During one storm that dropped a foot of snow, residents were upset over icy conditions on roads that had been plowed and were considered passable, but which had a layer of compacted ice and snow that lingered for days. Rivera said that happened because the city plows to about a half inch above the road surface, and a quick freeze prevented the typical melting of that compacted snow. The city government heard citizens' concerns and this year is getting the word out about its revamped winter storm policies and procedures. "It was a direct response to the public asking us to take additional steps to clear roads," Rivera said.
Part of the new plan is to use road salt, which the city previously had avoided because it was deemed too environmentally detrimental. But extensive testing this year prompted the change. "We monitored environmental conditions, water quality [and] vegetation... and were very impressed with the results," Rivera said. Therefore, the department has secured 300 tons of road salt for the 2017-2018 season and has the ability to procure more as necessary through a partnership with Washington state.
Portland has other partnerships in addition to the salt deal with Washington. The Bureau of Transportation has forged a partnership with the Portland Water Bureau to borrow personnel during snowstorms. It also has an agreement with the Seattle Department of Transportation which will allow access to Seattle's equipment and personnel during a severe snowstorm.
Accounting for climate change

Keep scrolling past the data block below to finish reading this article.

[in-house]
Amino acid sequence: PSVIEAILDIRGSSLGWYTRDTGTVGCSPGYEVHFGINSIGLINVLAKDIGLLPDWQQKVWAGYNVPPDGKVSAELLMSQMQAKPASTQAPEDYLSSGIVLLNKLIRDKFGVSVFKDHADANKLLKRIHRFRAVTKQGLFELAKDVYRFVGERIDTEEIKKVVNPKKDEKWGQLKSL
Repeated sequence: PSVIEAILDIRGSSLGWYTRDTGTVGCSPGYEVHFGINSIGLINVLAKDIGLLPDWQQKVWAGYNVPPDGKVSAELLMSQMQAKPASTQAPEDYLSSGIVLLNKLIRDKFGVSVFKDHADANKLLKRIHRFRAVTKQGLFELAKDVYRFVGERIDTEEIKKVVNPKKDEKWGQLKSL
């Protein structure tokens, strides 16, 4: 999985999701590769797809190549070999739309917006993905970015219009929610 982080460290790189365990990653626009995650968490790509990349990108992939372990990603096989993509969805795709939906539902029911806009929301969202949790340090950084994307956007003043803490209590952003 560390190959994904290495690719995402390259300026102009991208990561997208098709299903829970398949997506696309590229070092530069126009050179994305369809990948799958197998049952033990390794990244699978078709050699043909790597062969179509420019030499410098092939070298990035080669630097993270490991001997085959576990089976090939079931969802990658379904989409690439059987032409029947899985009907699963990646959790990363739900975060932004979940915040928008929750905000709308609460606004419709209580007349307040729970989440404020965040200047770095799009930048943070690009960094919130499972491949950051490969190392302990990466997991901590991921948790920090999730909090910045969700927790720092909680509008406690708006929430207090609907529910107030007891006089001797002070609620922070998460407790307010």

Preparedness is difficult for weather events — which vary greatly in size, scope and intensity — and some weather experts believe climate change is increasing storms' unpredictability. The National Oceanic and Atmospheric Administration points to climate change as the cause of more frequent extreme snowstorms.
"We're waiting with bated breath to find out if this is an adjustment to a ... new normal."
Spokesperson, Portland Bureau of Transportation
Although a number of municipalities report noticing extreme snowstorms, few leaders feel comfortable drawing definitive conclusions about climate change's influence. That also has few committing to climate change-related accommodations to their snow and ice control budgets.
"[Baltimore] has seen a variety of winter conditions over the years, including back to back blizzards in February of 2010, winters with little snow accumulation, icy winters and warmer winter conditions," Barnes said. "Our annual snow budget has remained relatively consistent each year."
Government officials in Portland similarly are cautious about considering last year's severe winter season the start of a trend.
"Climate change is something we take very seriously. We're waiting with bated breath to find out if this is an adjustment to a ... new normal. We're concerned it may be, but at this point it's hard to know if this is really a true shift or if a [tactical] adjustment is needed," Rivera said.
Looking back on 25 years of handling snow and ice control for the city of Minneapolis, "in the last five or six years we’ve seen bigger swings," Kennedy said. "What I see is greater extremes... but that can be just a blip on the radar." Consequently, the city has noticed greater swings in its snow and ice control budget, even though generally speaking it follows a consistent trend. "What we're seeing is really huge storms that cause a greater increase in costs, or warmer and less snowy winters that result in a larger reduction in cost," he said.
Even though municipalities might not be directly altering their snow mitigation budgets or strategies to account for climate change, many employees are carefully watching the trend.
"We might start to see shorter winters, I don’t know. What that might mean for us is more freezing rain events rather than a snow event... which is almost more difficult to deal with than snow," Kennedy said. "We might have to look at some different technologies and strategies to do that... but I think that kind of remains to be seen in a broader picture."